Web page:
Staff who pull back, however, often do not cope well with the changes. They may become stuck, unable to move past their initial emotions and feel trapped in jobs that no longer engage their full energy, interest, or talent. Employees in that group often don't see a way out, mourn the loss of what used to be, and worry that another round of layoffs is lurking around the corner. They may even become quiet quitters, doing the minimum job and withholding the discretionary effort that is the hallmark of employee engagement.

So, how can TD professionals address employees' negative mindsets and help those who are pulling back renew their productive contributions and personal satisfaction?

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Figure 2. Common Employee Responses to Postlayoff Concerns                                              Scenario: Increased workload; stalled salary increases; reduced status and title; fewer chances for mobility; greater organizational uncertainty; fewer career-oriented training opportunities                                                                                                                                                 Pushing-on Group:                                                                                                                                   How can we help each other?                                                                                                                                I can get by until the business situation improves.                                                                                                I can advance in other ways.                                                                                                                                      I can find ways to grow where I am.                                                                                                      Leaders are doing the best they can; I have a role in this too.                                                                   How can I develop on my own?                                                                                                              Pulling-Back Group                                                                                                                                           Why should I take on more work?                                                                                                            There's no reason for me to work harder.                                                                                              Only promotions matter to me.                                                                                                        The company doesn't care about my development.                                                                                            I know leaders are trying, but it may not be hard enough.                                                            What career? I just want a secure job.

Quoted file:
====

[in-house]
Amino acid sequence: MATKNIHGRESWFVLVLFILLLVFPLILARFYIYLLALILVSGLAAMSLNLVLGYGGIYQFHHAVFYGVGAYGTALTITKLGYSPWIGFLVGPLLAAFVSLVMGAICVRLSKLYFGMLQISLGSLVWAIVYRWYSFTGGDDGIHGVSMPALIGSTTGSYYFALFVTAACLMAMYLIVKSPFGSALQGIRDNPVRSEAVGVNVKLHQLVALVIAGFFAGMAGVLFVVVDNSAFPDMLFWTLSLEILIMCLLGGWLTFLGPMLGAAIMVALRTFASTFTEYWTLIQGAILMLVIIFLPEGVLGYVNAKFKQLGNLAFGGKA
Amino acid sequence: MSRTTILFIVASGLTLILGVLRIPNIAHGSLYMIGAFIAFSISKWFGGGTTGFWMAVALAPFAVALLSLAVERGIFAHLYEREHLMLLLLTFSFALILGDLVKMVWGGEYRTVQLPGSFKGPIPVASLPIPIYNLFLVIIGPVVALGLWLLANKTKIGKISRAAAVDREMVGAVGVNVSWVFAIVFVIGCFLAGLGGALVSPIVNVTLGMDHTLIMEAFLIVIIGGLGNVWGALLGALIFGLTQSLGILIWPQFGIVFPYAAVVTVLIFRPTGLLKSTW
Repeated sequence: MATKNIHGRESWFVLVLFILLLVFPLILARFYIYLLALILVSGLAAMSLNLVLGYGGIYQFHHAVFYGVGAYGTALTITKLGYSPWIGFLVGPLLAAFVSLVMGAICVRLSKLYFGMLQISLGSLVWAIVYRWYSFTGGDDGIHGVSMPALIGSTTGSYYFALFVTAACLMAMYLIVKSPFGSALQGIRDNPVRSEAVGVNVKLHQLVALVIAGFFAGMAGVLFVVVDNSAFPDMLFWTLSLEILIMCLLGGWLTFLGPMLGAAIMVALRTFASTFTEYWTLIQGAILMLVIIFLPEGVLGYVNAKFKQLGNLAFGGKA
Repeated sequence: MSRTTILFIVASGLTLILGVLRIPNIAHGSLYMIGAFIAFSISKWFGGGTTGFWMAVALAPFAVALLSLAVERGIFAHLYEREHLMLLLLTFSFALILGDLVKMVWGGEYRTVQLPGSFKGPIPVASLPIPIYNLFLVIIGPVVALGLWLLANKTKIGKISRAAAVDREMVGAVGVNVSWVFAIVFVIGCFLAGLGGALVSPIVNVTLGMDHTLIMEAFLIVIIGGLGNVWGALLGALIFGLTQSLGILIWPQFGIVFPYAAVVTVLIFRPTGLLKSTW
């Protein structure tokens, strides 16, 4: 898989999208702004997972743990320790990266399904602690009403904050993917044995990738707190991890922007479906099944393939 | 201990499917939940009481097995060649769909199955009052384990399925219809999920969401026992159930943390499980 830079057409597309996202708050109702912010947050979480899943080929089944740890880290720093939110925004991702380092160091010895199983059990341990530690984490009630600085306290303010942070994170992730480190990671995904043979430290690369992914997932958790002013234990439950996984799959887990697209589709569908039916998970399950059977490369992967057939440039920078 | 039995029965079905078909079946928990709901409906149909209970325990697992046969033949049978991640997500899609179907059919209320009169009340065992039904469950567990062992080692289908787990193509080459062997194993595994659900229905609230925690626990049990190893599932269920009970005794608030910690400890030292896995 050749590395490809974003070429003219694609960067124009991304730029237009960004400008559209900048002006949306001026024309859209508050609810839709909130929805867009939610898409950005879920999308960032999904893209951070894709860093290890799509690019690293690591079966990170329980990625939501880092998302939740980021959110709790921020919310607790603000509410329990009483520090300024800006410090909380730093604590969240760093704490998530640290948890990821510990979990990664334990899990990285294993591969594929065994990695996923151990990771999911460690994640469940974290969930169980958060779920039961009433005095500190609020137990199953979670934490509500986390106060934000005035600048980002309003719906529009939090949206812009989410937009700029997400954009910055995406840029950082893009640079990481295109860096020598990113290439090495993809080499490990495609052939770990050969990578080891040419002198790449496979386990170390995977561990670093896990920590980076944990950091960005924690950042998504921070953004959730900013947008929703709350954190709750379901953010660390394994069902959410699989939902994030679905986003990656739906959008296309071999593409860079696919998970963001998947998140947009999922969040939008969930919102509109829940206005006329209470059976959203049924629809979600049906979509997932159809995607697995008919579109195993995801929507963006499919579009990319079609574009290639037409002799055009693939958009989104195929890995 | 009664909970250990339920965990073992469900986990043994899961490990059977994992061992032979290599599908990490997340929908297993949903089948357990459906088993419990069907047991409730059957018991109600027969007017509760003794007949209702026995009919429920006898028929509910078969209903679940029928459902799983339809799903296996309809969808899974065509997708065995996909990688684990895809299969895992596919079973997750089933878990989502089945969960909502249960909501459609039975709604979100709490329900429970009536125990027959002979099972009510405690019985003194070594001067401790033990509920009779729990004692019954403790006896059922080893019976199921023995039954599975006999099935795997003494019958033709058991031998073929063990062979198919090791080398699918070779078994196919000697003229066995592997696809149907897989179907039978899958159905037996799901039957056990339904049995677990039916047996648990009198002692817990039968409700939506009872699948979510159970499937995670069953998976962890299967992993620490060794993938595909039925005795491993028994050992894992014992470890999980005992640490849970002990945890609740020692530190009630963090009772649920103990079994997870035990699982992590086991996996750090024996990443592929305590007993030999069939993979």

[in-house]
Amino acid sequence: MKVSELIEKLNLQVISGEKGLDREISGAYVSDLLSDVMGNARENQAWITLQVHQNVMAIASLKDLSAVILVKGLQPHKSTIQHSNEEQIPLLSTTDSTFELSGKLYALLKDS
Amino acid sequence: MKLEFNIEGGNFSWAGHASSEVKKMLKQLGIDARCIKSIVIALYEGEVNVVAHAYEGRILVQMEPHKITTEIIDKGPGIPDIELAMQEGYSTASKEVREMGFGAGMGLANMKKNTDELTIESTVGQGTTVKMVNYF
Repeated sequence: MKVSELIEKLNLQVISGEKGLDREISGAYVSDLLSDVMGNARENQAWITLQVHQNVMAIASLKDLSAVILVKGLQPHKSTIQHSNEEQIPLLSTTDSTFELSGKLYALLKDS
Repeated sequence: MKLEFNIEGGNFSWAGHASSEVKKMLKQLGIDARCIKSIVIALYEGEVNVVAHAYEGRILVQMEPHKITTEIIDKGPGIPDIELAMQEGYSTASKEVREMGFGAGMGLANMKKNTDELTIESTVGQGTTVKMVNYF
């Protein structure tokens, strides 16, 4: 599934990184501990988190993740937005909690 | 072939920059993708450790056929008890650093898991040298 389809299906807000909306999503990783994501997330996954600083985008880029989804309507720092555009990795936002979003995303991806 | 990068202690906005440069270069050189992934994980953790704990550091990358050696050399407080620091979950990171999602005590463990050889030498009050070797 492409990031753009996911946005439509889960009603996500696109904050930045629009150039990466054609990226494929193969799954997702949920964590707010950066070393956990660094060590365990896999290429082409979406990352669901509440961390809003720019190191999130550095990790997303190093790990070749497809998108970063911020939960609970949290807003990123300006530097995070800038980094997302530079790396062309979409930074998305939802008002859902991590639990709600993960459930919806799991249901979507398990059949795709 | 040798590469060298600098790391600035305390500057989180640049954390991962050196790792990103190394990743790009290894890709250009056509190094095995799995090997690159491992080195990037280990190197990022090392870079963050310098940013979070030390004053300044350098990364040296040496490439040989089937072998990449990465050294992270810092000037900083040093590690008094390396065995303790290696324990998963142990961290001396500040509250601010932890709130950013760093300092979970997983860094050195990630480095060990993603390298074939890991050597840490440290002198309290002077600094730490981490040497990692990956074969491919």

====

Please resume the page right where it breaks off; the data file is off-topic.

Coaching career self-reliance

The TD function must assist people in the pulling-back group with renewing their productive contributions and building their self-reliance. Help the pulling-back employees reverse their mindset in two ways: Stress the basics and benefits of career self-management and engage with staff to figure out how to activate it in the workplace. The following practices can help.